It’s Not Memorial Day

Armed Forces Day

It’s Not Memorial Day

We can end the witch hunt because it’s been found in the person of Iowa House Speaker Linda Upmeyer.

I had hoped our first female speaker would be different from other politicians. Those hopes were dashed as she proved herself otherwise in pandering to the sizable Iowa veteran population.

In her May 19 legislative newsletter she wrote as if it were for FOX News,

“With Memorial Day right around the corner, I encourage everyone to take a moment to reflect on the service and sacrifices that our veterans and active duty members of the military make each and every day. Please also take some time to recognize those that protected us and kept us safe who are no longer with us. It truly takes a special kind of person to put their country and others above themselves and for that we thank each and every member of our armed services, past and present. Thank you for your service and I wish everyone a safe and happy Memorial Day.”

Nuts to her. It’s not Memorial Day.

Had Upmeyer made her statement in support of Armed Forces Day, which was the next day, it wouldn’t have caught my attention. President Truman led the effort to establish a single holiday for citizens to come together and thank our military members for their patriotic service in support of our country. In that context, Upmeyer’s statement may have been appropriate. Instead she politicized military service.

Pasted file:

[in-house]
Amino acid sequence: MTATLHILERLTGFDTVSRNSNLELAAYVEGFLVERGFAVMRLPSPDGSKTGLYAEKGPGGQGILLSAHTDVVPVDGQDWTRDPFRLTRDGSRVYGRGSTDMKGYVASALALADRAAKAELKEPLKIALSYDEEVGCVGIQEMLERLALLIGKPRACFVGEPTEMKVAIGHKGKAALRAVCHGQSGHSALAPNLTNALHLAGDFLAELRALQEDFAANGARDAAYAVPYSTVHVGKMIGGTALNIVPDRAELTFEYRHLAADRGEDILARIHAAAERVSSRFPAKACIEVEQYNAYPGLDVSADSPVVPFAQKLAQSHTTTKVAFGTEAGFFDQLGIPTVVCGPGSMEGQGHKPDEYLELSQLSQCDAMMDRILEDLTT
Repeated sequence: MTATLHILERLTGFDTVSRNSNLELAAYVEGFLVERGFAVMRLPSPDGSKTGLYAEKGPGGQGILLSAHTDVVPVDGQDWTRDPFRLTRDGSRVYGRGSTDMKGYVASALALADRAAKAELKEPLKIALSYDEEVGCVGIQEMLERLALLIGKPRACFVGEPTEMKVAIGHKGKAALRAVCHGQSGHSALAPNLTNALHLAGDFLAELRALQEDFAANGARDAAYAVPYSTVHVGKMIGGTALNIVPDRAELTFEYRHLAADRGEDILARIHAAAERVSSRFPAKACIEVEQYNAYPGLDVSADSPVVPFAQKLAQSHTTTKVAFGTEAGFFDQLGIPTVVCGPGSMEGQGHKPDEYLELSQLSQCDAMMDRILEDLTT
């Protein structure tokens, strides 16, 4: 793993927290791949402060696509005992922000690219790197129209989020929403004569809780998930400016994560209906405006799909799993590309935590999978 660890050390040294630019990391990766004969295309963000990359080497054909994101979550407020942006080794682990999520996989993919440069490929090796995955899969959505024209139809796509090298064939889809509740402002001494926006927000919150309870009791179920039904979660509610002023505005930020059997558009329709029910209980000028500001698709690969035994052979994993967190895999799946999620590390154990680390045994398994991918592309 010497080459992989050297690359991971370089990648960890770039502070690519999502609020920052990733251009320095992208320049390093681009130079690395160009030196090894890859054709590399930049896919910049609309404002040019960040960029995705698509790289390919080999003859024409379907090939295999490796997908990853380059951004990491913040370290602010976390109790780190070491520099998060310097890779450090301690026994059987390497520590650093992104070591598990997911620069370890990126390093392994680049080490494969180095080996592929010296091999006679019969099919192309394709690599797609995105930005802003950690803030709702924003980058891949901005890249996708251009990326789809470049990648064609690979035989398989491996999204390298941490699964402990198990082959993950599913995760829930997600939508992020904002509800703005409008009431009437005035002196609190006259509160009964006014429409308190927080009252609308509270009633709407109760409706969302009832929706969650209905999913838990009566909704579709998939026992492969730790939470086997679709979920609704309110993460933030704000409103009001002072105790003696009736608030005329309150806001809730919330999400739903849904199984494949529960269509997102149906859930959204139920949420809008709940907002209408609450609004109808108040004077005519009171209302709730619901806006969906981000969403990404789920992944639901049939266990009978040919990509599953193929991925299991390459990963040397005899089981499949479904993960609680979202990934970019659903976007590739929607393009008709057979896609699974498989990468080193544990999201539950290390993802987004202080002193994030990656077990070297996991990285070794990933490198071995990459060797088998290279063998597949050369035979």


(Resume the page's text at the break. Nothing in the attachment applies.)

I take offense to Upmeyer’s thoughtless muddle because it casts a polite if patriotic fog over the fact of increasing militarism under President Trump. Not only is our country considering ramping up our 15-year war in Afghanistan, fighting a proxy war in Yemen through Saudi Arabia, and working to isolate Iran, we have forgotten the fact that real people serve in the military and put their lives at risk for this failing foreign policy. Under the 45th president there will be more war dead.

The purpose of Memorial Day is to honor men and women who died while serving in the U.S. military. It’s not to thank veterans for their service. It’s not to thank currently serving military staff. It’s not to reflect personally about highway safety or being happy. Those are political calculations. Memorial Day is to participate as part of a community in honoring our war dead.

One hopes that is something most Americans can agree upon.

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